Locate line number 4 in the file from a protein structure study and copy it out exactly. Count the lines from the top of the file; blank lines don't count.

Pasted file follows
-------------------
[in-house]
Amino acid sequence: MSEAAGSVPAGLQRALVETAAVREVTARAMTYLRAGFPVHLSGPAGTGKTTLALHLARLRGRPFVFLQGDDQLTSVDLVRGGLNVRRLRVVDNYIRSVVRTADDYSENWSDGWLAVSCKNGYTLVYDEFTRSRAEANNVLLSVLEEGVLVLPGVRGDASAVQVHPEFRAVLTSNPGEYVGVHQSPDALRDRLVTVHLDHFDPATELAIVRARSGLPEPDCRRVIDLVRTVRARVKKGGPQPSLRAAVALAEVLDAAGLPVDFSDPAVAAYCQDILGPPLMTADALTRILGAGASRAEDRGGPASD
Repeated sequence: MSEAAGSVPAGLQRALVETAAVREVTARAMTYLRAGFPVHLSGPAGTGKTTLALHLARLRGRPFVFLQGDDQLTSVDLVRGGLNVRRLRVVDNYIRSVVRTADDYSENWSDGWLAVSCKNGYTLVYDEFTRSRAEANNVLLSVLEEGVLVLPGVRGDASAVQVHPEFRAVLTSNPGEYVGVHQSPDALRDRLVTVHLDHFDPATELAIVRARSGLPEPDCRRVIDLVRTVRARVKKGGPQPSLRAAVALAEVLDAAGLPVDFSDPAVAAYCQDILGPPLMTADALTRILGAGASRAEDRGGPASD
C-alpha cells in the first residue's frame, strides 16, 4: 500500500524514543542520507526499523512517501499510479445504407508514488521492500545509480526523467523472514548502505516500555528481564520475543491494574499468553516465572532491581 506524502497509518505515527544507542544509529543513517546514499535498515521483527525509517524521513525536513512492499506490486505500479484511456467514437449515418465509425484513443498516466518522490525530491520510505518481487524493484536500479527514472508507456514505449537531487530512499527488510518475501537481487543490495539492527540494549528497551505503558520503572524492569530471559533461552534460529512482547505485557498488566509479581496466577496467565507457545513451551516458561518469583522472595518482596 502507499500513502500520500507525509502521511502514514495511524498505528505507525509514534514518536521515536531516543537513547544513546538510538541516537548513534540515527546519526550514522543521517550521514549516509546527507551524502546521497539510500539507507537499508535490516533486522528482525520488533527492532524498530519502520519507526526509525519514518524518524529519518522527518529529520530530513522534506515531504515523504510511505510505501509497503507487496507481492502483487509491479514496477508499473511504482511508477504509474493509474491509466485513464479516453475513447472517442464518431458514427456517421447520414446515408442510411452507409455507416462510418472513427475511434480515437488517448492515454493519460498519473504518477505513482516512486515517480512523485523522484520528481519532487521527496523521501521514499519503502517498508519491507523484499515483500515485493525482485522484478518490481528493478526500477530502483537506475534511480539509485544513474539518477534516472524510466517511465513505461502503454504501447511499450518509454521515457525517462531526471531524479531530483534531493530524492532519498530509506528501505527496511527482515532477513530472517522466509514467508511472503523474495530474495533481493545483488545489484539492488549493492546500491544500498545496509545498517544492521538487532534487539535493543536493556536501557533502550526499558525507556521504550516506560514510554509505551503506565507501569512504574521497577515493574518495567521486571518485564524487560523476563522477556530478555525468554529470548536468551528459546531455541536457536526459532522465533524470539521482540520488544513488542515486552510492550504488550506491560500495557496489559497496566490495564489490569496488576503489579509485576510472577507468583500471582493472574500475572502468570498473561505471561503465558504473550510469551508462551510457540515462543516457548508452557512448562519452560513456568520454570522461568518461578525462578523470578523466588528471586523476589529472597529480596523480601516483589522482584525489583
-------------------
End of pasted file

C-alpha cells in the first residue's frame, strides 16, 4: 500500500524514543542520507526499523512517501499510479445504407508514488521492500545509480526523467523472514548502505516500555528481564520475543491494574499468553516465572532491581 506524502497509518505515527544507542544509529543513517546514499535498515521483527525509517524521513525536513512492499506490486505500479484511456467514437449515418465509425484513443498516466518522490525530491520510505518481487524493484536500479527514472508507456514505449537531487530512499527488510518475501537481487543490495539492527540494549528497551505503558520503572524492569530471559533461552534460529512482547505485557498488566509479581496466577496467565507457545513451551516458561518469583522472595518482596 502507499500513502500520500507525509502521511502514514495511524498505528505507525509514534514518536521515536531516543537513547544513546538510538541516537548513534540515527546519526550514522543521517550521514549516509546527507551524502546521497539510500539507507537499508535490516533486522528482525520488533527492532524498530519502520519507526526509525519514518524518524529519518522527518529529520530530513522534506515531504515523504510511505510505501509497503507487496507481492502483487509491479514496477508499473511504482511508477504509474493509474491509466485513464479516453475513447472517442464518431458514427456517421447520414446515408442510411452507409455507416462510418472513427475511434480515437488517448492515454493519460498519473504518477505513482516512486515517480512523485523522484520528481519532487521527496523521501521514499519503502517498508519491507523484499515483500515485493525482485522484478518490481528493478526500477530502483537506475534511480539509485544513474539518477534516472524510466517511465513505461502503454504501447511499450518509454521515457525517462531526471531524479531530483534531493530524492532519498530509506528501505527496511527482515532477513530472517522466509514467508511472503523474495530474495533481493545483488545489484539492488549493492546500491544500498545496509545498517544492521538487532534487539535493543536493556536501557533502550526499558525507556521504550516506560514510554509505551503506565507501569512504574521497577515493574518495567521486571518485564524487560523476563522477556530478555525468554529470548536468551528459546531455541536457536526459532522465533524470539521482540520488544513488542515486552510492550504488550506491560500495557496489559497496566490495564489490569496488576503489579509485576510472577507468583500471582493472574500475572502468570498473561505471561503465558504473550510469551508462551510457540515462543516457548508452557512448562519452560513456568520454570522461568518461578525462578523470578523466588528471586523476589529472597529480596523480601516483589522482584525489583